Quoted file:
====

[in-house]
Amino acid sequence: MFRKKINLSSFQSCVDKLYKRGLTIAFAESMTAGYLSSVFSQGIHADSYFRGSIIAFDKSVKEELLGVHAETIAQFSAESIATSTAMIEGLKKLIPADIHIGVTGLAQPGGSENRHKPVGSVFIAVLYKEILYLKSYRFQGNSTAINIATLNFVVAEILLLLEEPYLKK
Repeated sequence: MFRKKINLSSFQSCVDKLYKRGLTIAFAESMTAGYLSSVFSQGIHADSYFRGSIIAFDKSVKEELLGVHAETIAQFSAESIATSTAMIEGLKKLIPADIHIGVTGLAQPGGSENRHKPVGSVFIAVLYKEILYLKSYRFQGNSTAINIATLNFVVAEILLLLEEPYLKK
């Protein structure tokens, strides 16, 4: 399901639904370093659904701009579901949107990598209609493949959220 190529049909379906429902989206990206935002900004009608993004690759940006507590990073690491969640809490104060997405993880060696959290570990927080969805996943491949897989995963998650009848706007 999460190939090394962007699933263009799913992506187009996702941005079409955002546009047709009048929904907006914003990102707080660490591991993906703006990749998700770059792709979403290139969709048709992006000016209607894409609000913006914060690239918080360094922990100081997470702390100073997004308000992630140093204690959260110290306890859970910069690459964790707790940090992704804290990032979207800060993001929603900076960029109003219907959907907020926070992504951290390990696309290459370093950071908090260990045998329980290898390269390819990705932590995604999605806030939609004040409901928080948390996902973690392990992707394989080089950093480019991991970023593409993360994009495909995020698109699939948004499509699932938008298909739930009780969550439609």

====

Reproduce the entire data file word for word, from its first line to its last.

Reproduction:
[in-house]
Amino acid sequence: MFRKKINLSSFQSCVDKLYKRGLTIAFAESMTAGYLSSVFSQGIHADSYFRGSIIAFDKSVKEELLGVHAETIAQFSAESIATSTAMIEGLKKLIPADIHIGVTGLAQPGGSENRHKPVGSVFIAVLYKEILYLKSYRFQGNSTAINIATLNFVVAEILLLLEEPYLKK
Repeated sequence: MFRKKINLSSFQSCVDKLYKRGLTIAFAESMTAGYLSSVFSQGIHADSYFRGSIIAFDKSVKEELLGVHAETIAQFSAESIATSTAMIEGLKKLIPADIHIGVTGLAQPGGSENRHKPVGSVFIAVLYKEILYLKSYRFQGNSTAINIATLNFVVAEILLLLEEPYLKK
């Protein structure tokens, strides 16, 4: 399901639904370093659904701009579901949107990598209609493949959220 190529049909379906429902989206990206935002900004009608993004690759940006507590990073690491969640809490104060997405993880060696959290570990927080969805996943491949897989995963998650009848706007 999460190939090394962007699933263009799913992506187009996702941005079409955002546009047709009048929904907006914003990102707080660490591991993906703006990749998700770059792709979403290139969709048709992006000016209607894409609000913006914060690239918080360094922990100081997470702390100073997004308000992630140093204690959260110290306890859970910069690459964790707790940090992704804290990032979207800060993001929603900076960029109003219907959907907020926070992504951290390990696309290459370093950071908090260990045998329980290898390269390819990705932590995604999605806030939609004040409901928080948390996902973690392990992707394989080089950093480019991991970023593409993360994009495909995020698109699939948004499509699932938008298909739930009780969550439609």